How to Measure the ROI of Drone-Based Farming Programs

August 31

Australia’s agriculture industry is a changing landscape. Economic pressures, shifting population centres and changing climate conditions have made the business more vulnerable than ever.

This has caused farmers to search for new efficiencies that can save time and money. Over the past few years, agricultural drones have emerged as a new norm that offers the automation, technology and power farmers need to stay competitive. As some of the most advanced drone platforms on the market, agricultural drones represent a significant investment – for farmers and drone service providers alike.

We’re often asked how long it takes to recoup that investment. In this article, we’re going to explore agriculture drones in more detail and see how the right system can make a real impact to your bottom line.

Drone spraying fertilizer - UAV Training Australia

 

The Benefits of Agriculture Drones

In DroneDeploy’s State of the Industry 2022, the agriculture sector reported that the main use of drones was in boosting productivity. The time, labour and cost savings provided by UAVs is substantial, with 54% of respondents saying they would further extend their drone programs in the coming years.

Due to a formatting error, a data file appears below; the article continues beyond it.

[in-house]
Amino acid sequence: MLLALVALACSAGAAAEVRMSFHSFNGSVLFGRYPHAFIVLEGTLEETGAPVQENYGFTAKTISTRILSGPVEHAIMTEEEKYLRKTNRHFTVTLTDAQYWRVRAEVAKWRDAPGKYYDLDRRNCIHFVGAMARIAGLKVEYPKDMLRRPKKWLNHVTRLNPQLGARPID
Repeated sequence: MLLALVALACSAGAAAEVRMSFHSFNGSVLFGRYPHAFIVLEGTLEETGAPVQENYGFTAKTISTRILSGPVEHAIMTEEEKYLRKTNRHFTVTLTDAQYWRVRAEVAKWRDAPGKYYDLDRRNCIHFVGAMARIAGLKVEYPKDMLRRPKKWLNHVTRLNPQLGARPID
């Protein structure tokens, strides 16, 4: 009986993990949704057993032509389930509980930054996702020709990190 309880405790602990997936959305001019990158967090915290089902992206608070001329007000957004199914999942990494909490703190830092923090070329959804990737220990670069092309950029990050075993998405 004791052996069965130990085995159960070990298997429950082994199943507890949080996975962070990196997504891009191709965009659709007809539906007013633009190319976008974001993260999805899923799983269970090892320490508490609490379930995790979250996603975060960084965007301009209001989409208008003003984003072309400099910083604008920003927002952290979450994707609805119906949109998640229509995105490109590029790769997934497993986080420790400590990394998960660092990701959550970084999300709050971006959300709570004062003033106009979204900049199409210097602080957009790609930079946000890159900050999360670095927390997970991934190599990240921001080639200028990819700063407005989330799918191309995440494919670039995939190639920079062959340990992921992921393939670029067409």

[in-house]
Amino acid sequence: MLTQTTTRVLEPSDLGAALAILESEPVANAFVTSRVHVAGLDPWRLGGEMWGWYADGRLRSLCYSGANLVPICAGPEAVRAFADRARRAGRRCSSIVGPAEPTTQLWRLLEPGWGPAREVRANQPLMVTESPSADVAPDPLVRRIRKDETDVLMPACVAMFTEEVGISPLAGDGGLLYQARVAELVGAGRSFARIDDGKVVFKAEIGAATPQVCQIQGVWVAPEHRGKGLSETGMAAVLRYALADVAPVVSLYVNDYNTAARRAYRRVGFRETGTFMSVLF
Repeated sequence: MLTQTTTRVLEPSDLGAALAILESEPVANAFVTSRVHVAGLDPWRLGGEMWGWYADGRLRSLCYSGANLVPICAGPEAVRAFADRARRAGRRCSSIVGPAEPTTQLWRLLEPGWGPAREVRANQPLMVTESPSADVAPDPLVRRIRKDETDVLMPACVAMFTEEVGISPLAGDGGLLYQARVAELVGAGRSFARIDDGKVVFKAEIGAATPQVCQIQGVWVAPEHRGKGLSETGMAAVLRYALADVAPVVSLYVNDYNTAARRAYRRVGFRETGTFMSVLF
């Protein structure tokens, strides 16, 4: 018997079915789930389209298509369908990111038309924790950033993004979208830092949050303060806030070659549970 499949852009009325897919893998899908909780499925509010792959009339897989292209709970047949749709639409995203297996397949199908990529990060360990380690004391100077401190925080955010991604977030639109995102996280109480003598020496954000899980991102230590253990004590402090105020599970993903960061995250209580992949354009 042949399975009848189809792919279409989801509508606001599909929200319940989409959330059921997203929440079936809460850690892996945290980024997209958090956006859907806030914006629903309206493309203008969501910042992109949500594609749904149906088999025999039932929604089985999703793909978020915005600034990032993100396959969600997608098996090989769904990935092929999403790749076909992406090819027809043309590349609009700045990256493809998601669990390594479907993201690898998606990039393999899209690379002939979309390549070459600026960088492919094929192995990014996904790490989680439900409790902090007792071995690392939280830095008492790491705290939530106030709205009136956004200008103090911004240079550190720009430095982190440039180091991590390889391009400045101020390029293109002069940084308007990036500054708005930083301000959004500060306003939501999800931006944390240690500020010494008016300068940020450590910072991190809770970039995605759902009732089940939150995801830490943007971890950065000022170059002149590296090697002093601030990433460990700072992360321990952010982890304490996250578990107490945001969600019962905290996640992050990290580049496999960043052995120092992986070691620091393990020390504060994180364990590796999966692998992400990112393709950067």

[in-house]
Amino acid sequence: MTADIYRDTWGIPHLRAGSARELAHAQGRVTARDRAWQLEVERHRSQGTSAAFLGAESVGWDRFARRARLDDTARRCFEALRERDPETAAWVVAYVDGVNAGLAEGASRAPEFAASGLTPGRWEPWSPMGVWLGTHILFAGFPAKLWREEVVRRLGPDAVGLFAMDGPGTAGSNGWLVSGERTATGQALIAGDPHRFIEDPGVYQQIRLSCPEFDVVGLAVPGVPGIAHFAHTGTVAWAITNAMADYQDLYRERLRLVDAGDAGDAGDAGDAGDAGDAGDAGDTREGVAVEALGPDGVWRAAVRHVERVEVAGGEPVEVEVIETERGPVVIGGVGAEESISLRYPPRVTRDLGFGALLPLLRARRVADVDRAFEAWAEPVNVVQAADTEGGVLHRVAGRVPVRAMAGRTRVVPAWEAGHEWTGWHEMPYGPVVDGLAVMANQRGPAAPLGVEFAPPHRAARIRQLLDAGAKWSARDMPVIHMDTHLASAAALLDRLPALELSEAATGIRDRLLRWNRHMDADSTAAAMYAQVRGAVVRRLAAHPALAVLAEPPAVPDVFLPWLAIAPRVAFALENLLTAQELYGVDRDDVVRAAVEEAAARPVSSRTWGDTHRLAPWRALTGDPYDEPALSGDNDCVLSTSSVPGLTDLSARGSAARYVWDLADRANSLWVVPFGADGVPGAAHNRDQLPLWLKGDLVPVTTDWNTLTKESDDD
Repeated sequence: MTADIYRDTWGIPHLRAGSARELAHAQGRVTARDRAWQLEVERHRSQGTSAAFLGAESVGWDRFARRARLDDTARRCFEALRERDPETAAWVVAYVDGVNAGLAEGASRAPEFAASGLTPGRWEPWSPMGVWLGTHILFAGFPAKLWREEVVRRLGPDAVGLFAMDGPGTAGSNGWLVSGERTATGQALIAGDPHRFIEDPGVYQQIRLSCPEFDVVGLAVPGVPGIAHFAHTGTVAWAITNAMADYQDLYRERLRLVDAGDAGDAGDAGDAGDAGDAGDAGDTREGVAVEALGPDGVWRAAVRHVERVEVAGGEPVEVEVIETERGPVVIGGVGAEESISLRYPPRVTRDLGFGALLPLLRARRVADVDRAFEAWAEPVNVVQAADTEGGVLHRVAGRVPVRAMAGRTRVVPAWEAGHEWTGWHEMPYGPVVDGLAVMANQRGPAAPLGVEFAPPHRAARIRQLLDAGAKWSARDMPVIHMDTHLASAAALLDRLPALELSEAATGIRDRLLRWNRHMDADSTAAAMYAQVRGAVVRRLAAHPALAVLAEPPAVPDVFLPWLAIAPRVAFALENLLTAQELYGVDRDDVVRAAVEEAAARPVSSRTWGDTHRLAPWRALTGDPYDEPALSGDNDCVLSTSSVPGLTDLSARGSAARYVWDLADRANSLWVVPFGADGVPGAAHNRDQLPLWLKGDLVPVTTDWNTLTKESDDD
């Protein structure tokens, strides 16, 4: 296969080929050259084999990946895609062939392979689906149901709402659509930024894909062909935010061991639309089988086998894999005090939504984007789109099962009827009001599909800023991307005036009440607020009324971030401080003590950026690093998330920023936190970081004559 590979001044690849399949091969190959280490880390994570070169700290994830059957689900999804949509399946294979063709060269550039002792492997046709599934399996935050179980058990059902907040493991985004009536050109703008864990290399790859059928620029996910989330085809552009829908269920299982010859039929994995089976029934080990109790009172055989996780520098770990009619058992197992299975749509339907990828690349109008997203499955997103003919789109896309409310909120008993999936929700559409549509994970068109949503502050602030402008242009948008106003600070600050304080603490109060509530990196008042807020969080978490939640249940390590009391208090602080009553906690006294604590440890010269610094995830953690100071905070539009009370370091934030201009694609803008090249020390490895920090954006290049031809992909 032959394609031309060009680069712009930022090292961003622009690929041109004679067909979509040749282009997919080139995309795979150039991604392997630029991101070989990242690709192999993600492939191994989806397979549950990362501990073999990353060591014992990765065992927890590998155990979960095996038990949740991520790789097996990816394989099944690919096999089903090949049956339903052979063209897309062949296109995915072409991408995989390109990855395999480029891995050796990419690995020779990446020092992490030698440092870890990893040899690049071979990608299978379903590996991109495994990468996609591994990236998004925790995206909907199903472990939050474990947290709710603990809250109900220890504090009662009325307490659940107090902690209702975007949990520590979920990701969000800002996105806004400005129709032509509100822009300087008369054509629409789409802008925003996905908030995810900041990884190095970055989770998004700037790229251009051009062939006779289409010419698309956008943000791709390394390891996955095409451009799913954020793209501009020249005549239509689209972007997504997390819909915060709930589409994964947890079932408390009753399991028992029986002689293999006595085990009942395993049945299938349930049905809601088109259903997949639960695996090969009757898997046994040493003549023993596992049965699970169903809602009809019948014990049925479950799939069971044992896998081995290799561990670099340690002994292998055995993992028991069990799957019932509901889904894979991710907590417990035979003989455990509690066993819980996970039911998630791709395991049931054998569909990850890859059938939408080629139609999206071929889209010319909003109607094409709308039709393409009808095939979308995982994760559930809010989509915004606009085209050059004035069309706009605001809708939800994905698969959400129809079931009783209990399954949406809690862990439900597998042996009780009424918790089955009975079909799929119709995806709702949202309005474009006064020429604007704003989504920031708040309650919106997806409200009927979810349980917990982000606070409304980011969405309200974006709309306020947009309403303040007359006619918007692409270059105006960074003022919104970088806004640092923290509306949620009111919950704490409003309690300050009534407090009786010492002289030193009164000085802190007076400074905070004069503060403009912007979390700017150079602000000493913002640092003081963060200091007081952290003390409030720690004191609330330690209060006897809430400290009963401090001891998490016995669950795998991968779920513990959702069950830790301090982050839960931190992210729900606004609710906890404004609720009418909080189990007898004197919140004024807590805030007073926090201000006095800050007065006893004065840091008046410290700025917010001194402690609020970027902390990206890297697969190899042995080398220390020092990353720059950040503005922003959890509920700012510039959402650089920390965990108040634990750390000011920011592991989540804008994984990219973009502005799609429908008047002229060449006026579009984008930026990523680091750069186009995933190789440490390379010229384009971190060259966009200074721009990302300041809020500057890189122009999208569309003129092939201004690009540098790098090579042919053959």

These increases in productivity come from several major areas:

  • Reduced need for manual labour
  • Reduced need for equipment such as tractors
  • Uniform distribution of fertiliser, pesticides and other applications
  • Improved safety for personnel
  • Improved crop yields
  • Low upfront investment costs

Additionally, drones can be deployed on short notice – this makes it easy to schedule drone missions around variables such as weather, which has traditionally been one of the major challenges with aerial spraying.

 

Types of Agricultural Drones

Drones are already being used to perform dozens of tasks on farms. The flexibility of these platforms means they can be outfitted with a variety of payloads, depending on the mission at hand. 

Broadly speaking, agricultural drones are divided into two categories, surveying drones and applicator drones:

  • Surveying drones are widely used to collect information about farming operations. From creating maps and models to planning projects, digitising operations and automating crop monitoring, surveying drones have serious potential to increase productivity.